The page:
Everything then, out in the open. Inside the team, openness means getting used to talking to other people about your work, to discuss options, and especially, to reach out for help when things get a little tricky. In short, openness is a precondition for effective collaboration. And it goes without saying, or at least, I hope it does, is that we need to be open in order to change, and in our agile worlds, change is, after all, the norm.
Hand in hand with openness comes the Scrum value of courage.
It takes courage to ask for feedback. It takes courage to be open about your work, especially when things aren't going smoothly. It takes courage to speak up when you think the wrong course of action is being followed. And it takes real courage to take on the organization, to push back at actions and behaviors that are preventing your team from performing at its best.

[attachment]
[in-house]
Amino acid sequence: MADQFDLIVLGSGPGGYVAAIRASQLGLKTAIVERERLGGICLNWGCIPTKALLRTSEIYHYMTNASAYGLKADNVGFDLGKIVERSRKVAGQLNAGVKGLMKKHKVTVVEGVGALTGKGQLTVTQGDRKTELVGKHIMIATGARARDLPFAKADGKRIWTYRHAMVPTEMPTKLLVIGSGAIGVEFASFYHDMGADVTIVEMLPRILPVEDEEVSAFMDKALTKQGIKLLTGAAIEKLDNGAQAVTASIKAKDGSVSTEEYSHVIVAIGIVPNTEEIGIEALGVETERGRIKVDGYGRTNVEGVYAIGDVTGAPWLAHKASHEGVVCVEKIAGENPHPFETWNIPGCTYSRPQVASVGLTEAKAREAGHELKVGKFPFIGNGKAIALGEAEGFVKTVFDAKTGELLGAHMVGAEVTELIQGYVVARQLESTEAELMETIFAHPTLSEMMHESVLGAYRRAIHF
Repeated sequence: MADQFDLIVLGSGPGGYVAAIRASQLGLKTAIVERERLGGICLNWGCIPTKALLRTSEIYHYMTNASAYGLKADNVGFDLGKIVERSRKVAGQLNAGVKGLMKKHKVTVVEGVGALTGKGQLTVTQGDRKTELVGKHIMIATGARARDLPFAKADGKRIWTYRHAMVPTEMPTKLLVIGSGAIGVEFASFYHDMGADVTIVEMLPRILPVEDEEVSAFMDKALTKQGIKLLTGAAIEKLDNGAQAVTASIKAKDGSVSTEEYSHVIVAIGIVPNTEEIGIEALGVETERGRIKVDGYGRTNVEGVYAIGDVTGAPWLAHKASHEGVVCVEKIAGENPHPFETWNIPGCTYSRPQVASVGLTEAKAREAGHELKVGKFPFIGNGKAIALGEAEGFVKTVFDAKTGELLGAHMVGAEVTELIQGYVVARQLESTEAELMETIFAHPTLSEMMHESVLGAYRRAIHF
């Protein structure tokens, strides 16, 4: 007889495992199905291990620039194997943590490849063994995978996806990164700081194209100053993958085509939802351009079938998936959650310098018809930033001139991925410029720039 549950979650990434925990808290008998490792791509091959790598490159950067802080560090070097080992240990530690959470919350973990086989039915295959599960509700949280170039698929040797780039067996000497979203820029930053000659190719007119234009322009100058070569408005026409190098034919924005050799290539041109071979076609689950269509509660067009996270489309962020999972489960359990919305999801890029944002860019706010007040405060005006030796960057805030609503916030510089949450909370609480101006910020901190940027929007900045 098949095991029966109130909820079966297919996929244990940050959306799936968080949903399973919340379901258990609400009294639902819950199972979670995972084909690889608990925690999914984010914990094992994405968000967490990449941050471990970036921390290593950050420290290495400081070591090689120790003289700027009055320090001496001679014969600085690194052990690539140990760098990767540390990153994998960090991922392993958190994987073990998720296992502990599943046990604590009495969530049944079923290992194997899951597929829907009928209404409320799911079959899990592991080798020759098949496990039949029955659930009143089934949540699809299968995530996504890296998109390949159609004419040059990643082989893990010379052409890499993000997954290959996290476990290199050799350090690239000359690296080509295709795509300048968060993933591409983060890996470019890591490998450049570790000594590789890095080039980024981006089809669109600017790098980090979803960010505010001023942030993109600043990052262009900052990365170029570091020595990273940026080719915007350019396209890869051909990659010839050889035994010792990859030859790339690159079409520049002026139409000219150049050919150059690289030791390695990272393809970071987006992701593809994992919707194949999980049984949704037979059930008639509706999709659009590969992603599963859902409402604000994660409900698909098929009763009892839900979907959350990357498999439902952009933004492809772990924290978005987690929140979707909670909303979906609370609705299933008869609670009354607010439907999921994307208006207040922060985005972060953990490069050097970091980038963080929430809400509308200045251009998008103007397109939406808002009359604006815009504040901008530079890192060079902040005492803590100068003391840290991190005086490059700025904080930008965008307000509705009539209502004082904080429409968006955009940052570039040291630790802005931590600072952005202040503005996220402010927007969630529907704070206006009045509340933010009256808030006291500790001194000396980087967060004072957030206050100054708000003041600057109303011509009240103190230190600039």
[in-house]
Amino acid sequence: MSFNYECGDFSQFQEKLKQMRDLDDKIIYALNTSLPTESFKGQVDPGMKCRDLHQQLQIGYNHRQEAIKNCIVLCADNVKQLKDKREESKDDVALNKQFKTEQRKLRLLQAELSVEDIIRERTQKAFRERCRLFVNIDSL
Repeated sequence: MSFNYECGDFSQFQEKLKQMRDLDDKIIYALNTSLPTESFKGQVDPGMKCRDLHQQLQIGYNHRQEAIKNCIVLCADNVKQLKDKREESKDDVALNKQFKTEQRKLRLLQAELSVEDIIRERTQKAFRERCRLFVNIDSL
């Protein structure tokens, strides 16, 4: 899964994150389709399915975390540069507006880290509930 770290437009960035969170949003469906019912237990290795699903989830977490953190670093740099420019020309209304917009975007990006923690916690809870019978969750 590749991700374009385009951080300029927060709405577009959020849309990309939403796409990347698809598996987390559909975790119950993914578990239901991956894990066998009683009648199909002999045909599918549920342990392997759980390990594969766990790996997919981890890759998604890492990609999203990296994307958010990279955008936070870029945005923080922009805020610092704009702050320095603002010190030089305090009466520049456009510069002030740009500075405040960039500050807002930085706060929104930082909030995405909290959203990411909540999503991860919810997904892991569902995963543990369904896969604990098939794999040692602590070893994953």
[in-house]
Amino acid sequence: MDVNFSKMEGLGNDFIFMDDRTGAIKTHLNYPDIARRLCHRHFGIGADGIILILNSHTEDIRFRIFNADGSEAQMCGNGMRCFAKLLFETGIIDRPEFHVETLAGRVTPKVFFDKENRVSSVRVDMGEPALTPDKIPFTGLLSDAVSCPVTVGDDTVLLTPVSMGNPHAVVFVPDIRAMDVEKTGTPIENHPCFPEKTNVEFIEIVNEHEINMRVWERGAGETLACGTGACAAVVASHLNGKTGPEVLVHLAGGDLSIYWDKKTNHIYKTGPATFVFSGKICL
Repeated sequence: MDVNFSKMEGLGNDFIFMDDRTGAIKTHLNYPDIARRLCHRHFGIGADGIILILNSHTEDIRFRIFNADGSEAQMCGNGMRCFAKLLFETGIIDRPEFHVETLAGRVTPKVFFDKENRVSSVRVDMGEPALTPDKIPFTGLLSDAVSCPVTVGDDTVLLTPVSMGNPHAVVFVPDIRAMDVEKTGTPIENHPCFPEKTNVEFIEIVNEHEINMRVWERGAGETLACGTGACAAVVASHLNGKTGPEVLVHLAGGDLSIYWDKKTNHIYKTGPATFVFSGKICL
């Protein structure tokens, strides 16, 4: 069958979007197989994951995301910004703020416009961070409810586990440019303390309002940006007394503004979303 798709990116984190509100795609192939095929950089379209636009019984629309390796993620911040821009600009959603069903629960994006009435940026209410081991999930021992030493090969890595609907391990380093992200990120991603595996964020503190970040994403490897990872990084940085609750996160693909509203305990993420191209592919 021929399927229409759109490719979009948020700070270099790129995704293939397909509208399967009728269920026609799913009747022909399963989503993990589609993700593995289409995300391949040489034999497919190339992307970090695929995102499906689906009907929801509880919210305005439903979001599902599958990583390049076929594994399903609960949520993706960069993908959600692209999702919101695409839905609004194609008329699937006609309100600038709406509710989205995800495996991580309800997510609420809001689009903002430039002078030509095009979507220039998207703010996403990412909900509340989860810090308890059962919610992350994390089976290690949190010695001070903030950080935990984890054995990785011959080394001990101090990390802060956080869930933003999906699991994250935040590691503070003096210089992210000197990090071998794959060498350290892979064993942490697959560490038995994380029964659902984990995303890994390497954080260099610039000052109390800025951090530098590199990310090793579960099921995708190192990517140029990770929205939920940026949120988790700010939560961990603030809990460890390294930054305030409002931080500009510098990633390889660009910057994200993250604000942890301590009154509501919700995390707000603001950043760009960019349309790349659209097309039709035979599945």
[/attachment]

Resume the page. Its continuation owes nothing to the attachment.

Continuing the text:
It also takes courage to accept that in our agile world very little is truly predictable and things will go wrong from time to time. Talking of which, when something does go wrong, whose fault is it?
Just take a moment to look back at that question and what it implies, what it assumes. We know from Systems Theory that when things go wrong in an organization, 80% of the time it has nothing to do with the person, and everything to do with the system. And yet, when something goes wrong, we have a strong tendency to point the finger, to find a scapegoat. And it's such a strong tendency, that I has a name. It's known as the fundamental attribution error.
Better than when things go wrong to start from an assumption of positive intent. to come from a place of respect.